(Reuters) – Democratic presidential candidate Joe Biden will crisscross Iowa by bus for eight days starting on Saturday, the longest trek of his campaign, to make a personal appeal for support in a critical state where he has lost ground in polls.
FILE PHOTO: U.S. Democratic presidential candidate Joe Biden holds a community event in Des Moines, Iowa, U.S., November 23, 2019. REUTERS/Brenna Norman/File Photo
Biden, who served as vice president to Democratic former President Barack Obama, is seeking the party’s nomination to face Republican President Donald Trump in the November 2020 election but is battling a historically large field of rivals, many with better-financed operations.
Iowa, the state that hosts the first nominating contest on Feb. 3, will be a key test. Tom Vilsack, the former Iowa governor and U.S. agriculture secretary, said many of the state’s Democrats are still weighing their options.
“They’re going to be looking for somebody who, at the end of the day, understands how to move the country forward in a way that’s realistic but also progressive,” said Vilsack, who endorsed Biden earlier this month.
Public opinion polls show Biden’s one-time double-digit lead in the state has disappeared, and he is now fighting fast-rising Pete Buttigieg, the 37-year-old mayor of South Bend, Indiana, and U.S. Senators Elizabeth Warren and Bernie Sanders for first place.
Biden, 77, still enjoys a lead in national public opinion polls.
“It really is time to start turning over our government to a younger generation,” said Linda Murken, chair of the board of supervisors in Story County, Iowa, where Biden is expected to campaign on Wednesday. Murken has endorsed Buttigieg, saying younger leaders may inspire younger voters and have a greater sense of urgency about climate change.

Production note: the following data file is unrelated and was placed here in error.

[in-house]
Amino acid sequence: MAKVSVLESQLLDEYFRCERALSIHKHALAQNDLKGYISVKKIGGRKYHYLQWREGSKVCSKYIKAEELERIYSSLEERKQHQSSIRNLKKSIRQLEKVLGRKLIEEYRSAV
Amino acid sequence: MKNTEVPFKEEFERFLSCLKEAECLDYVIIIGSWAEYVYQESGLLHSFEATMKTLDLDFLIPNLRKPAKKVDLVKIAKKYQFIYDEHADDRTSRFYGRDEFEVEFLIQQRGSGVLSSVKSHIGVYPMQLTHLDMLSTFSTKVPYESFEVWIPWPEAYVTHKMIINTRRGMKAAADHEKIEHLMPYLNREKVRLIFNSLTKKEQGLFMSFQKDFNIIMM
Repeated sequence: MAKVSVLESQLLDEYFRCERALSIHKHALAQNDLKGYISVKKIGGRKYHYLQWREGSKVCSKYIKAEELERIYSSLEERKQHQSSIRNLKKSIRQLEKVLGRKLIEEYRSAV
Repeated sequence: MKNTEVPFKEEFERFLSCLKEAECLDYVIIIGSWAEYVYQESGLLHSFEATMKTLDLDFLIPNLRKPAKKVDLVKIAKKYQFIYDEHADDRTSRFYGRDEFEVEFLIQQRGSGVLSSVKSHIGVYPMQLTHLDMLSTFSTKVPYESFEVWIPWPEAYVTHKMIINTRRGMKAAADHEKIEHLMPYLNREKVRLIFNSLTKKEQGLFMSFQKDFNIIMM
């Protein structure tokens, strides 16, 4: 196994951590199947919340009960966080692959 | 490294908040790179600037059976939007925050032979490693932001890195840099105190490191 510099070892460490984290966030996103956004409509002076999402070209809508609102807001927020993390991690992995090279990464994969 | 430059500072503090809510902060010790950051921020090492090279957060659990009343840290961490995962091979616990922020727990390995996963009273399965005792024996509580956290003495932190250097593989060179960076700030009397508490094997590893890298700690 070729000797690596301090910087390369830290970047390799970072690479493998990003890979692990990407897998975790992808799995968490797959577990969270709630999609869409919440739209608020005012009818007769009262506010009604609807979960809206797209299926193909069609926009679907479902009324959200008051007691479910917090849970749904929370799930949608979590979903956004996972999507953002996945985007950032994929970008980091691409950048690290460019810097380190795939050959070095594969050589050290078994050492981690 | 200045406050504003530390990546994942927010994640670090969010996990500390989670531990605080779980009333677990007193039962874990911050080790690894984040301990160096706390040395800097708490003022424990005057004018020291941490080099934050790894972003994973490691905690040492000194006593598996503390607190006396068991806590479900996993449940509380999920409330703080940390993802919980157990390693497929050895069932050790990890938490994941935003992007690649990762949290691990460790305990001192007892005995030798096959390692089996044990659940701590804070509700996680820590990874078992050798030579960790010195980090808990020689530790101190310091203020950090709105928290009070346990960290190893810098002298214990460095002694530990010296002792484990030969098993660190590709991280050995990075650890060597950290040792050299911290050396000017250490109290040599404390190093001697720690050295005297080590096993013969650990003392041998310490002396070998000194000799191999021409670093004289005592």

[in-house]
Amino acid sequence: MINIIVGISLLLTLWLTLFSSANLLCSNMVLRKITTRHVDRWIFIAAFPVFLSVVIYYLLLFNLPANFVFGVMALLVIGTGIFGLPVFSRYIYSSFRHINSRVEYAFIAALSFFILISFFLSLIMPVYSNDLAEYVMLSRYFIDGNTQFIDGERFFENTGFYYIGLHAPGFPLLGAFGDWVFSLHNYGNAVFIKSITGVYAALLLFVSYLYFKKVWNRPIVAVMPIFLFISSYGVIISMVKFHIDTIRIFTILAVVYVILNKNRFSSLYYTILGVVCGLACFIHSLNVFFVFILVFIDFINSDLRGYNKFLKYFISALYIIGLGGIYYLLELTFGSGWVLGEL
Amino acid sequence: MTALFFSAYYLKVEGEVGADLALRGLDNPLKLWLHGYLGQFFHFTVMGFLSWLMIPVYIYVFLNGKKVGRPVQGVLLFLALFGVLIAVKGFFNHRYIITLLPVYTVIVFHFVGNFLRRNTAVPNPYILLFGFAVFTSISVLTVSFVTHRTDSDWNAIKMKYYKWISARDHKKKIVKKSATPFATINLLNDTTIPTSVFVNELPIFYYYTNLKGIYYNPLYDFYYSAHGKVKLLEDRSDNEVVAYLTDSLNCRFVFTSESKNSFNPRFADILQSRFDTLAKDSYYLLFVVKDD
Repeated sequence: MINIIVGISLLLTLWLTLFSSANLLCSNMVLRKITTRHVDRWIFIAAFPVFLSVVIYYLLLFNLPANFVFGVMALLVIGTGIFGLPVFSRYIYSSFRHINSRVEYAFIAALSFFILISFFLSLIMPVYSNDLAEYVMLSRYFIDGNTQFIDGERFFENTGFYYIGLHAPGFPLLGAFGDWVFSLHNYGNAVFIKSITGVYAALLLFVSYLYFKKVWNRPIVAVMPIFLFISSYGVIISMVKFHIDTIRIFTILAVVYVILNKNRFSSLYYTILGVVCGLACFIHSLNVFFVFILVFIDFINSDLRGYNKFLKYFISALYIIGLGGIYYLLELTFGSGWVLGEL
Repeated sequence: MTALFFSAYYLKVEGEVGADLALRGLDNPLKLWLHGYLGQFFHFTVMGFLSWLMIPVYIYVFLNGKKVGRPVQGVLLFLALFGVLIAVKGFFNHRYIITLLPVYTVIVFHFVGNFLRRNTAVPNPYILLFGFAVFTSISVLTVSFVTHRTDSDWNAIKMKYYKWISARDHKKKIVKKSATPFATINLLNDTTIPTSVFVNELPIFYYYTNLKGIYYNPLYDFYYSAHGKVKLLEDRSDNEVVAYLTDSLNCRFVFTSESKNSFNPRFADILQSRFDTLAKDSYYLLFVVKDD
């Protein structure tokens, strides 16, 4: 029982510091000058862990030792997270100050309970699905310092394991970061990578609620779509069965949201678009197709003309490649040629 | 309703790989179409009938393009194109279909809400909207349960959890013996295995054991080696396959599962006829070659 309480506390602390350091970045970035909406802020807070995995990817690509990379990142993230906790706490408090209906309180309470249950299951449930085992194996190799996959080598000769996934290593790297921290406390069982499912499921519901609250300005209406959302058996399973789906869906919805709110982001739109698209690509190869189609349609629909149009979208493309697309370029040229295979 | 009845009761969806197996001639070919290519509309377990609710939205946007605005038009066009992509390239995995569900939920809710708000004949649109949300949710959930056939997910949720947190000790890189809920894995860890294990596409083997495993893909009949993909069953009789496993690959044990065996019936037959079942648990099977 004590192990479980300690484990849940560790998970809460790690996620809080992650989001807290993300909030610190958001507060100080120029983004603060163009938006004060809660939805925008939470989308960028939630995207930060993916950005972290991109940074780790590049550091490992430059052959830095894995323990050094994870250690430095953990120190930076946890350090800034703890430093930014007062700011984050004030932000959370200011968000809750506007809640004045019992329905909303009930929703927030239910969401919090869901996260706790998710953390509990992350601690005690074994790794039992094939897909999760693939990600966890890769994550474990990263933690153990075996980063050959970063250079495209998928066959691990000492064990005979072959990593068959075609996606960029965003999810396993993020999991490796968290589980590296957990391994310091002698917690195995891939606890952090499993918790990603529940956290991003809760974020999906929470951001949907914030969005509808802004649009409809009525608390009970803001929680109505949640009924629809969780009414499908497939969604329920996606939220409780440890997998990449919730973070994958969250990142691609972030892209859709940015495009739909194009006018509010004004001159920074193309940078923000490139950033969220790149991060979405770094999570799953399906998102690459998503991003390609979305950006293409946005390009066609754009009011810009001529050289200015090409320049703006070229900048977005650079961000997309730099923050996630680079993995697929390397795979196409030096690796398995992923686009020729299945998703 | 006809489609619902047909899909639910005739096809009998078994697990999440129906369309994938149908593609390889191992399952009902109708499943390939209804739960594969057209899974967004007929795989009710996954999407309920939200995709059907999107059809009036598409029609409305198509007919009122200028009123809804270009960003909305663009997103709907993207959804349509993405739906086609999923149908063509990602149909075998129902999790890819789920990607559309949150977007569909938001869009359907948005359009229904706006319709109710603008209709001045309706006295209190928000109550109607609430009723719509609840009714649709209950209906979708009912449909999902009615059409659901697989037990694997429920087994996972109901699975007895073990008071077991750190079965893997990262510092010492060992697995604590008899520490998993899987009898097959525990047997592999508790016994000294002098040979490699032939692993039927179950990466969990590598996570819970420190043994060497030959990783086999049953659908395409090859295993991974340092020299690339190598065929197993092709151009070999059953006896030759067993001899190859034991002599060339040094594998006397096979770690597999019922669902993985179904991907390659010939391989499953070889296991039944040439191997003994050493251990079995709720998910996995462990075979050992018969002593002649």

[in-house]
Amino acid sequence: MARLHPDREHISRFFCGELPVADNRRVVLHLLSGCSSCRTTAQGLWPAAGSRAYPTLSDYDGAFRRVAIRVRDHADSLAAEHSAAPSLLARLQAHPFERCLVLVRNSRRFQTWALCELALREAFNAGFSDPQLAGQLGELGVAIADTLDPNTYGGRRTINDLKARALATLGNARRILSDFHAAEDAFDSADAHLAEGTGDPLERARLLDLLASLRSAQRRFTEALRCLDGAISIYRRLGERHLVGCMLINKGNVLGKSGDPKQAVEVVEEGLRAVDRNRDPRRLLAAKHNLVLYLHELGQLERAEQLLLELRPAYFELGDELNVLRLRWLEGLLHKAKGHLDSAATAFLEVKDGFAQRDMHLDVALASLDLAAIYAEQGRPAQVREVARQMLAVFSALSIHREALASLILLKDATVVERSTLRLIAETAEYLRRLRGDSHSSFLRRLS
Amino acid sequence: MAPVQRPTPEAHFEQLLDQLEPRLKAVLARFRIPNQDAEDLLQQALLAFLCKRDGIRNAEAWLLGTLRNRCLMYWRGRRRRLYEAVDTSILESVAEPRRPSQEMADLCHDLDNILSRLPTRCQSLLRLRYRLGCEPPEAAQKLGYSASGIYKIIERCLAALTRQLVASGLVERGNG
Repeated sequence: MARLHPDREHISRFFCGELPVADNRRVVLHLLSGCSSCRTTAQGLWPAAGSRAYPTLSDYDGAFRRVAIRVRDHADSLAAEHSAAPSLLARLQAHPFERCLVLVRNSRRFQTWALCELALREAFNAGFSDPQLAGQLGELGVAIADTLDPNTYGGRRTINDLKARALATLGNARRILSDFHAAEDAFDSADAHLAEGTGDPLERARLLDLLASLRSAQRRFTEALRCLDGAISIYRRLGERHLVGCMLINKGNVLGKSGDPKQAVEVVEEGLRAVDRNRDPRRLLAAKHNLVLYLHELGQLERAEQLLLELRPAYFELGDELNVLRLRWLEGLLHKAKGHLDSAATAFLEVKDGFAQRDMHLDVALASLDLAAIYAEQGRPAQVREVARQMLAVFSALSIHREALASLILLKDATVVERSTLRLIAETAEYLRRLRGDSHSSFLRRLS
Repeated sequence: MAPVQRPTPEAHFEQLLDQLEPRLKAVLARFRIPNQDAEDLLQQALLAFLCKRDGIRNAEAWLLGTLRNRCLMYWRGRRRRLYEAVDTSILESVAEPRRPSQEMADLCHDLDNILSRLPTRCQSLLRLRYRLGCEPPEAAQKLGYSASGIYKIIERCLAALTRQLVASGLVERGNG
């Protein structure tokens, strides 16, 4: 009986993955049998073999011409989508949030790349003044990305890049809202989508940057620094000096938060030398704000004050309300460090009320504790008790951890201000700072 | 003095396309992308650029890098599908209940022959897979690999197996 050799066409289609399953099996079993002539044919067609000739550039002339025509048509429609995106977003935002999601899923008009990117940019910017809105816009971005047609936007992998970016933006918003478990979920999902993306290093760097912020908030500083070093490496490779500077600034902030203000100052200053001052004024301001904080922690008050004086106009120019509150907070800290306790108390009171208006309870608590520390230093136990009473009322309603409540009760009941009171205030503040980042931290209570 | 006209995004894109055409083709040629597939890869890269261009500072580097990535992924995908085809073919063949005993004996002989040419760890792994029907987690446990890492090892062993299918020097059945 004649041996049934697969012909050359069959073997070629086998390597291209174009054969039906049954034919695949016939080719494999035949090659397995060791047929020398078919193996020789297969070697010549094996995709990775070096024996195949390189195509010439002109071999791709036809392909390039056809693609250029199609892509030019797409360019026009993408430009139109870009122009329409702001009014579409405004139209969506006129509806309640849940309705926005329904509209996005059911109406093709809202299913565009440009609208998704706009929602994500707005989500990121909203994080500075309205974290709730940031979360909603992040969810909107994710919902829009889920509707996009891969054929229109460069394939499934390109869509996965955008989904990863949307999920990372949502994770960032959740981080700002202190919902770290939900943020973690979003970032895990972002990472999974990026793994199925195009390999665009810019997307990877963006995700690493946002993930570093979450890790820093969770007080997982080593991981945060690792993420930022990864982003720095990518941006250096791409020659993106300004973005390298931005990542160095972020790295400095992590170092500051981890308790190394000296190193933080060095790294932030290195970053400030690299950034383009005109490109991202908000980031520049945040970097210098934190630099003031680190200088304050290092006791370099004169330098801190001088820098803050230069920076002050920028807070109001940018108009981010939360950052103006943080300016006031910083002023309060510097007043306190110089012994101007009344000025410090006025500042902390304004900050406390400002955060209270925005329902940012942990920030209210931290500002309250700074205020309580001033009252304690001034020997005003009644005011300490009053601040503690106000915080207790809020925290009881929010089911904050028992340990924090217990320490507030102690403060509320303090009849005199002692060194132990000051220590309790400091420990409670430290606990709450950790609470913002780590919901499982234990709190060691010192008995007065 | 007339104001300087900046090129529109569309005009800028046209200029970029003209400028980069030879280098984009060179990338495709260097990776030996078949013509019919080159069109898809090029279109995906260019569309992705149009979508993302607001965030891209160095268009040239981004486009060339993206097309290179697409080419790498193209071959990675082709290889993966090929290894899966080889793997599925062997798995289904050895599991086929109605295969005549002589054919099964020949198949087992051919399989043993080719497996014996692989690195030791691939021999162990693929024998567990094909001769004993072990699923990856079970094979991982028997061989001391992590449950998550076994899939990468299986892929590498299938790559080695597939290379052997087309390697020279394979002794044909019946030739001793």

Biden campaign manager Greg Schultz told donors earlier this month on a conference call the campaign does not have to win Iowa to secure the nomination. But Biden’s fundraising pleas underscore the need to counter a wave of ads in Iowa for Trump and Biden’s Democratic opponents.
“Our opponents’ advertising blitzes and cash-on-hand advantage have turned into real support for them in Iowa,” said one Biden campaign email to supporters last week.
Biden’s campaign ended September with under $9 million in cash on hand, trailing Trump, Sanders, Warren, Buttigieg and Senator Kamala Harris, according to the most recent filings with the U.S. Federal Election Commission.
The post-Thanksgiving holiday bus tour by Biden will cover 18 counties and more than 800 miles (1,287 km). Biden is slated to start it with an appearance alongside his wife, Jill, at his campaign’s field office in Council Bluffs.
“The goal is to have him connect with people one-on-one,” said campaign spokesman TJ Ducklo. “It is a very close race as we get close to voting with the four folks. And that was always the expectation.”
Biden won’t have the state to himself. Buttigieg, Warren, Sanders, Harris and other candidates are all expected to campaign in Iowa at points during the same eight-day stretch.
Reporting by Trevor Hunnicutt in New York; Editing by John Whitesides and Cynthia Osterman